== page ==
Tuesday, February 25, 2014

Been There Bungled That by Paddy Rangappa

Been There Bungled That is a fictionalized autobiographical story stretched across almost 300 pages. They endeavour to put together snippets and anecdotes from the protagonist Jagannath Srinivasan's life. With a first-person narrative, it is a collection of unconnected short pieces more reminiscent of a blog or column than a book/novel.

Jagannath Srinivasan, fondly referred to as Jags (not Jughead), drifts through life in benign autopilot... armed with the impressive combo of IIT-IIM degrees.

Like millions of Indians he studied engineering - not out of interest, but because he took the entrance examination and secured admission. Rote learning played the all-important role. Soon the natural progression to Amul country follows - to fortify him with degree #2 (~ while also applying for an MS degree in the US - just in case). Thereupon, he embarks on a rudderless career journey... with carefully worded versions of resume - each expressing his boundless passion for banking, consulting, marketing and advertising. He finally settles for whichever offer comes his way ~ based on herd mentality or peer perception, i.e. whichever is more coveted by others. For example, banks and consulting firms come to campus on day 1, which means they are ranked higher. Even the best marketing jobs are all on day 2.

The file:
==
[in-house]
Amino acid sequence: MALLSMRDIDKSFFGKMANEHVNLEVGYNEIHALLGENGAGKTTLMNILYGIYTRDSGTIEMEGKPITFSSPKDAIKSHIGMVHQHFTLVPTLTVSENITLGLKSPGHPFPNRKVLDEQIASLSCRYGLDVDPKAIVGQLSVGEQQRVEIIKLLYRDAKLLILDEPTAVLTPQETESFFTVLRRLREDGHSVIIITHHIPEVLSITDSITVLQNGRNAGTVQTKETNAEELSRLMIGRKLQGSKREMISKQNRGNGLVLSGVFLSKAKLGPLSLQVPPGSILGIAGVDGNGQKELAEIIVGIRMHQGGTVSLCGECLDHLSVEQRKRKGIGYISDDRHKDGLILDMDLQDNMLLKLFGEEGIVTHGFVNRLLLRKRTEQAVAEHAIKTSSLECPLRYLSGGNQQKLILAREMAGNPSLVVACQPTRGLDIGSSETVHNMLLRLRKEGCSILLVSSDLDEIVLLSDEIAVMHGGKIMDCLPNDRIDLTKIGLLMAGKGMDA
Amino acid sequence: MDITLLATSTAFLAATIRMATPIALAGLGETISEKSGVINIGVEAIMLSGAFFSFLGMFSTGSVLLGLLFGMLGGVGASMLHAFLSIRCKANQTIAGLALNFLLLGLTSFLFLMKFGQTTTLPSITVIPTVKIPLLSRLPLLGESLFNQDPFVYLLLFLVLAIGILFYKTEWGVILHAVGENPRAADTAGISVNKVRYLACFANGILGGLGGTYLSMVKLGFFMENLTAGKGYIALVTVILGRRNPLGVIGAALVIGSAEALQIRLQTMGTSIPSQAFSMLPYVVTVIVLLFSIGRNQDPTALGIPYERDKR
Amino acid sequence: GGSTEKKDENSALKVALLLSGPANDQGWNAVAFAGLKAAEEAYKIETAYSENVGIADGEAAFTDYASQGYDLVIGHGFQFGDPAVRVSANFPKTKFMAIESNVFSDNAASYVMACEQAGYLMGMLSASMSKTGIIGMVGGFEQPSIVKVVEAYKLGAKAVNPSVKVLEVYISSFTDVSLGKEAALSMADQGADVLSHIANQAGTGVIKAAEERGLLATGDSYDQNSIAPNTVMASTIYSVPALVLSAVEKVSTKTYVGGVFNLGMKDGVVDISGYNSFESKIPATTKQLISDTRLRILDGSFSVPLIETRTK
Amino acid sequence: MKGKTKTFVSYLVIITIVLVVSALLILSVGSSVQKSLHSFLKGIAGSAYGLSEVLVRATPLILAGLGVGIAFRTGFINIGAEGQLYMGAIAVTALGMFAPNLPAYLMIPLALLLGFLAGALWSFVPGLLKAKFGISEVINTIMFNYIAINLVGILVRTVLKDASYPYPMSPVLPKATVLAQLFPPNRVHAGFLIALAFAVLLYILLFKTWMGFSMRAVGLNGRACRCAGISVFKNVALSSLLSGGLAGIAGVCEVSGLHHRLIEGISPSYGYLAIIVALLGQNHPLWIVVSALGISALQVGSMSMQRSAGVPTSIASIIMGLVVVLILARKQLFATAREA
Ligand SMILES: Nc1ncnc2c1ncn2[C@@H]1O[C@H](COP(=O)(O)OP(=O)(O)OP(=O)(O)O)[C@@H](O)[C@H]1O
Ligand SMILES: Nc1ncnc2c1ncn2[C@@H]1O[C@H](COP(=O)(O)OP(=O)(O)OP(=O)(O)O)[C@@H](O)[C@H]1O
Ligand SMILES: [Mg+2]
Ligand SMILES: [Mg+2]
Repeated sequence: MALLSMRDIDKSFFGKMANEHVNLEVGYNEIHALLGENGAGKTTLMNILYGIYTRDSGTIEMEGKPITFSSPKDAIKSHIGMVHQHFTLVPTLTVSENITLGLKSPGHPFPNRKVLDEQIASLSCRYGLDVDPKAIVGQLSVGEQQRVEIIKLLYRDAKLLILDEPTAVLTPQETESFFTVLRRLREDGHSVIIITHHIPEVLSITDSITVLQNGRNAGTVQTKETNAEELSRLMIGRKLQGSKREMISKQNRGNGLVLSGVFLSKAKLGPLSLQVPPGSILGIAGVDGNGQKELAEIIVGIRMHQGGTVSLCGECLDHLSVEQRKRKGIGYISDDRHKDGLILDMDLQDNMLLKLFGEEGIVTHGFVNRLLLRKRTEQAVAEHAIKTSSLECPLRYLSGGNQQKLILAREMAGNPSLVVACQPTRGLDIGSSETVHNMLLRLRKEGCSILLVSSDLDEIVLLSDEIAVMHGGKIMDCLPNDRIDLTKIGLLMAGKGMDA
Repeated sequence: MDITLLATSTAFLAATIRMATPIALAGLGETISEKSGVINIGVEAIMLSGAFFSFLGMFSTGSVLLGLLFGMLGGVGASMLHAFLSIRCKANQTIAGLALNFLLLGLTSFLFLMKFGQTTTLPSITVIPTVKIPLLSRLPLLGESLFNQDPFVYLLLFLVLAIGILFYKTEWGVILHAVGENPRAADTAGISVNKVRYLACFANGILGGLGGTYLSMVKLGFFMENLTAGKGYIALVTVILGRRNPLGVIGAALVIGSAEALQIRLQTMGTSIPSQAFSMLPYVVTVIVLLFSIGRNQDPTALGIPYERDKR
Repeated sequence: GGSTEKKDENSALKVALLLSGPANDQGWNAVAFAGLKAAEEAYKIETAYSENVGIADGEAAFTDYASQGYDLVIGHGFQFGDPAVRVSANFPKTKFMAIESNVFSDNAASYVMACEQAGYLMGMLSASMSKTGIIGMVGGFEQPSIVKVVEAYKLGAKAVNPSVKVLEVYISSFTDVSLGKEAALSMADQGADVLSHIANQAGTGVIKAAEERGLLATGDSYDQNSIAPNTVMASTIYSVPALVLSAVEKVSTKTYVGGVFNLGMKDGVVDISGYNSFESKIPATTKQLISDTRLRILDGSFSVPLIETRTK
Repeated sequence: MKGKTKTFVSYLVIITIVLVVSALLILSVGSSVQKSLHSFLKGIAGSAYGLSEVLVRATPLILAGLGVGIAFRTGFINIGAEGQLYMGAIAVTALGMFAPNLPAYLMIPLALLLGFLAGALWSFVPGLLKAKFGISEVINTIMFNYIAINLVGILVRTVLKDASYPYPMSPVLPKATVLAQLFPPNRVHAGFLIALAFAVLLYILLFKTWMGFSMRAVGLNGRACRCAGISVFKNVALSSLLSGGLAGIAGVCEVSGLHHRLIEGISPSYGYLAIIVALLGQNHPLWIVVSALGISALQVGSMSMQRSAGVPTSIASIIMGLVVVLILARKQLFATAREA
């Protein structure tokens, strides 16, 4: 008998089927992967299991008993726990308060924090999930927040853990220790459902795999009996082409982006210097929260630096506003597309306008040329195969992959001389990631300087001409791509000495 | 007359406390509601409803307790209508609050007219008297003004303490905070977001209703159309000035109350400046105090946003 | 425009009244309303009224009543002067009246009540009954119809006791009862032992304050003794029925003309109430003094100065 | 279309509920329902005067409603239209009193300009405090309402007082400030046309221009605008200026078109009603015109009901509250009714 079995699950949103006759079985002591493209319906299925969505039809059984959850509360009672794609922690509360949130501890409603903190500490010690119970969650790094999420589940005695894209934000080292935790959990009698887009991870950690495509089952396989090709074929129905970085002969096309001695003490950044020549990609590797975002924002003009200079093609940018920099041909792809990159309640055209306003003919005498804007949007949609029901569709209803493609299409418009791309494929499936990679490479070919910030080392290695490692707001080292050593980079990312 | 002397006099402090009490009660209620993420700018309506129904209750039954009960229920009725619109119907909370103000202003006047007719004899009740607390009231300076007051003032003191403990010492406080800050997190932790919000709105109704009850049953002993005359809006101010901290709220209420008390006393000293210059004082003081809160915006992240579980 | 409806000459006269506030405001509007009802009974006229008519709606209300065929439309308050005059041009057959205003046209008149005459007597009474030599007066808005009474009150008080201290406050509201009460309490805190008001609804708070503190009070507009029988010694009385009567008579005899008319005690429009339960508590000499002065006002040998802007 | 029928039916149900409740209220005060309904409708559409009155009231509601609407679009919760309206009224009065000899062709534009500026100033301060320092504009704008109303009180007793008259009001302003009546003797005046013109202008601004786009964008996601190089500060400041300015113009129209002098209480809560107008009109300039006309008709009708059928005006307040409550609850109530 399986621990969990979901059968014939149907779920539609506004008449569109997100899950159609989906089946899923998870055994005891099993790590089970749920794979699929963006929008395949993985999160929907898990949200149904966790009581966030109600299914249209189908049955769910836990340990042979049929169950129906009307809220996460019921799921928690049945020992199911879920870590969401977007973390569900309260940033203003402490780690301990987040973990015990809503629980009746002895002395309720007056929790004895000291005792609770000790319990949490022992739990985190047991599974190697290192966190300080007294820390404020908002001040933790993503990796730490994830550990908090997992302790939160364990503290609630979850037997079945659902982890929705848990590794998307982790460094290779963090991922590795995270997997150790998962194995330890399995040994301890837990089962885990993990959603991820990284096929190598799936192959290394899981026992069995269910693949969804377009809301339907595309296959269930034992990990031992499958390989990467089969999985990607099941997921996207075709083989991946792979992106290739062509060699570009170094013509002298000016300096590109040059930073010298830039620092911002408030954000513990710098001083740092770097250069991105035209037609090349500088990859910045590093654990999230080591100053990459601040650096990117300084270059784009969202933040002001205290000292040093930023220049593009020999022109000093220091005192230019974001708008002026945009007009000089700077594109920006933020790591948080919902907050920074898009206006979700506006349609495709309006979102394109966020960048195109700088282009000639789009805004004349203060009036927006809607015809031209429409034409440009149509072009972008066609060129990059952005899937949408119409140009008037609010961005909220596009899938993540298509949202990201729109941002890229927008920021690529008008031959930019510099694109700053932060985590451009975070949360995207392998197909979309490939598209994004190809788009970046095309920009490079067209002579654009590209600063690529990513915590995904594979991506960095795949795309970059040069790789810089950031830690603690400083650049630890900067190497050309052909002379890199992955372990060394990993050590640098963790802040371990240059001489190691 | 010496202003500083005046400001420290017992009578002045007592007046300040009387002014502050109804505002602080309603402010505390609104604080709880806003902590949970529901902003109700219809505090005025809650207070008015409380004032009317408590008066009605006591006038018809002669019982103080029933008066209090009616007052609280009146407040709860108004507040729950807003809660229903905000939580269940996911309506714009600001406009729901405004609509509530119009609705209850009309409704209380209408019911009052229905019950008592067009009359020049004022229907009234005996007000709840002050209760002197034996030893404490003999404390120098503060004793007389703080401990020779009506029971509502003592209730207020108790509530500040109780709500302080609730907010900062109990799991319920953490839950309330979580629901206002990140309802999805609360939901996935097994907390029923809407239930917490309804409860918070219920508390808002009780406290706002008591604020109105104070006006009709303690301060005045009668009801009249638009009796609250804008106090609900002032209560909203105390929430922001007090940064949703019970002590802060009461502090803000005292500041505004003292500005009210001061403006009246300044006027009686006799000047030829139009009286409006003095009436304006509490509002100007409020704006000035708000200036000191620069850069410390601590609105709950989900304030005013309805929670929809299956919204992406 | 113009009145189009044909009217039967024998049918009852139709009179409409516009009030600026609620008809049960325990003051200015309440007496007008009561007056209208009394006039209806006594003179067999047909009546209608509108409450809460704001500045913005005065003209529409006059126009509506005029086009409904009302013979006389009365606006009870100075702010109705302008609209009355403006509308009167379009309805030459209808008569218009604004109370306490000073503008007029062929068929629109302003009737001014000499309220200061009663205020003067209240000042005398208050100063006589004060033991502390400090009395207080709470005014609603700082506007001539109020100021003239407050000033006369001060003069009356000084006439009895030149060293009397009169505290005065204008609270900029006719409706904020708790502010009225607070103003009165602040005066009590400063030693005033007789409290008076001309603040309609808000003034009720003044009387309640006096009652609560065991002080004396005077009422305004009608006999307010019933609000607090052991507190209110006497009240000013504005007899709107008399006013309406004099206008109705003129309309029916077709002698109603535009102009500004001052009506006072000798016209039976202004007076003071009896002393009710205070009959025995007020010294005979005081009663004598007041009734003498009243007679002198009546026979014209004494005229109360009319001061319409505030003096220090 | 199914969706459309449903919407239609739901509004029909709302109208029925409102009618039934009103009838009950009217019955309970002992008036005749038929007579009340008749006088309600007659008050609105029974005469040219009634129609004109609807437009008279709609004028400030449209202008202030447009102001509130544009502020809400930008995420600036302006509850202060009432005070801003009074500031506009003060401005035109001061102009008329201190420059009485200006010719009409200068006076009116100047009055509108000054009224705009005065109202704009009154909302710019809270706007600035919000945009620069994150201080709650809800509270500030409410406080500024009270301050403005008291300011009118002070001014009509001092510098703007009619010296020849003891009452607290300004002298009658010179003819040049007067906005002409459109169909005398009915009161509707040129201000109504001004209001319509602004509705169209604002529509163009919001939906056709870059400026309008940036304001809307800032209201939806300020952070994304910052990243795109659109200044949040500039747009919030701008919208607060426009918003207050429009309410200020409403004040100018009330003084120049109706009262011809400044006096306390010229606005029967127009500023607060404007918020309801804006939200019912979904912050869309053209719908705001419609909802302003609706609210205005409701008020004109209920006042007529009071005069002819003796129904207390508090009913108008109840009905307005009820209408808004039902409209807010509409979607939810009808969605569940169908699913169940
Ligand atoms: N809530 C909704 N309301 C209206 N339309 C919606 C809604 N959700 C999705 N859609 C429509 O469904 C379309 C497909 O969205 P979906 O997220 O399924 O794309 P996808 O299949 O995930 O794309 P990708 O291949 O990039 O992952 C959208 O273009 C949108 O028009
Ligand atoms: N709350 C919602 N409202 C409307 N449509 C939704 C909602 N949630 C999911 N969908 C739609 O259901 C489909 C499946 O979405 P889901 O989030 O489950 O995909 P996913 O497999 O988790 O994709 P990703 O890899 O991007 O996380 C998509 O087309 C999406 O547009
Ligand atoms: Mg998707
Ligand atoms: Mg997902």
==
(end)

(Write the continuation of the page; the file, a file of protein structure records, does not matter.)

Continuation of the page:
Highly confused and upwardly mobile, he is easily swayed by things he reads, people he meets, and advice he actively seeks and receives. Except sane ones of course, such as the ones offered by (his father's friend) Dr Sidelinger Wakefield (a professor at Brown University) and later from his wife, Vidya. Both counsel reflection - to discover and identify what he wishes to do. ~ These sorts of advice he instantly disregards - since their source(s) are ignorant of the managerial decision making process - that requires one to start at ground zero, which is data collection. This insight helps Jags to make discerning (in Jags' view) shifts from engineering to consultancy to advertising to marketing to banking - by trimming one to three years on the typical career curve.

Here is a snippet - Jags' discussion with Dr. Wakefield:

'You're studying engineering now, right?' I nodded. 'Why?'
'Thats easy,' I said. 'I passed the JEE - the Joint Entrance Exam. ... I did badly in the medical college entrance test.'
'What?! You actually wanted to be a doctor?'
'Of course not,' I said. 'Why do you ask?'
'Because you took the medical college entrance test. You just told me!' The professor was getting agitated and his voice was rising.
'Yes, I did,' I replied soothingly. 'But that was only as a back-up. I was not serious.'
The professor shook his head in bewilderment. 'Ok, so you really wanted to do engineering but just for fun, took the medical college test too. I understand - or at least I think I do...'

Dr. Wakefield is even more puzzled to know that Jags chose his area of specialization based on its relative popularity and the popularity of the institute.